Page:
If your dog has highly webbed toes, this increases the risk factor for every other issue mentioned above.
Arthritis and injuries
It is an unfortunate fact that as your pooch ages she may develop certain health issues. One common problem for older dogs, especially among some of our most favorite breeds like retrievers, German shepherds and other large dogs, is arthritis.
Just like in humans, this can make it difficult for your pooch to move around. But it is essential that they do as the more active they are the more it can alleviate the pain from arthritis.
Did you know that boots can help with this?
A boot will give your doggo extra traction. This will not only help them avoid slipping on your kitchen floors it can help dogs that drag their feet due to joint problems walk easier. Boots can alleviate pain for your dog in the same way that an orthopedic shoe does for you!
Boots can provide the same benefits for dogs with injured paws. And they protect the paws from further scrapes or the added burden of very hot or very cold surfaces to avoid exacerbating any issues your dog may have.
But my dog hates boots! Help!
Don’t worry, this is often the case. Your dog is not the only one. Having something between the paw and the ground can feel pretty unnatural to rover. But there are things that we can do to help him along.
First things first, avoid giving your dog a negative experience the first time she is introduced to the boots! Start small and be ready with heaps of rewards.
- Choose a treat that your dog loves but doesn’t get to have very often, maybe some tidbits from that fresh rotisserie chicken you just bought or real bacon!
- Reward your pup for the littlest things at the beginning, something like simply looking at the shoes.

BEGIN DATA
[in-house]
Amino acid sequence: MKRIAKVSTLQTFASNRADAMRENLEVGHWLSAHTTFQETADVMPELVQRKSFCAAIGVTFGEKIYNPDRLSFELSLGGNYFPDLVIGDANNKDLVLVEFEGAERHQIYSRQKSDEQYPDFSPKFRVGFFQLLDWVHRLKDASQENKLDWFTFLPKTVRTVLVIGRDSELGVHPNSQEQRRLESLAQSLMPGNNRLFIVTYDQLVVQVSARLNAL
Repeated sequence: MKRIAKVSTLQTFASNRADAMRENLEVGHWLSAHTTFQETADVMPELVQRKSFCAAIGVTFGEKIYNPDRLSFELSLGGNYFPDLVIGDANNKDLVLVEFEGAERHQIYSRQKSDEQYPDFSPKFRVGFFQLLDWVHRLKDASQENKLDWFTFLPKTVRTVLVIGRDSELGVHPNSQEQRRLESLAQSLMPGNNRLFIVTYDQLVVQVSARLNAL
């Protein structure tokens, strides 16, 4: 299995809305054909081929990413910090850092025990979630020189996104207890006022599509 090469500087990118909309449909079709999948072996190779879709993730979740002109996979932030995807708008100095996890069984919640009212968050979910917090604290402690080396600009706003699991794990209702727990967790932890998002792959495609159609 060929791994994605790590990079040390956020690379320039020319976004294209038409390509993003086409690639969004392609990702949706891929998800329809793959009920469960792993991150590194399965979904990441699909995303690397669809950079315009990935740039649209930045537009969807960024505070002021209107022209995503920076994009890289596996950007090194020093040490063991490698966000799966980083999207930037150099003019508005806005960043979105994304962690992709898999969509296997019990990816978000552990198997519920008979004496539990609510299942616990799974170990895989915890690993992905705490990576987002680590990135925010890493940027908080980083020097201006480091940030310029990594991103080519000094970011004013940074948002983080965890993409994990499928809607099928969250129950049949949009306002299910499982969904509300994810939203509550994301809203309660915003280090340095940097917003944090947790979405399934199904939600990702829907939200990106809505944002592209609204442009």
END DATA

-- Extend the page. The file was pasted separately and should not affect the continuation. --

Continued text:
- If you’ve got a touchy pup, practice picking up her paw, moving it to touch the boot and then giving a reward
- When your pup is okay with her paws being handled, put one paw into the shoe, give her a reward and then take the shoe off. Repeat this step several times.
- Do this with every paw!
- Then fasten the booties tightly and allow her to take her first steps.
This is where personalities can diverge. Depending on your dog, you could gradually increase the time spent in the boots and allow fido to acclimate indoors, or you may find that your dog just wants to get outside ASAP. This can be a great natural reward. Boots = outdoor time. You may even find that fido completely forgets that he’s wearing his boots as soon as he sets foot in the yard and is assailed by the natural wonders of the world!
Remember to reward, reward, reward, and don’t be afraid to take it slow. You play a huge role in how accepting your dog will be of his boots!
Best of luck!
We hope that answered all your questions and we wish you all the best with your boot endeavors!
If you have any comments, questions, concerns or stories you wish to share about your own fur baby and her boots, please leave a comment below. We promise to reply! 🙂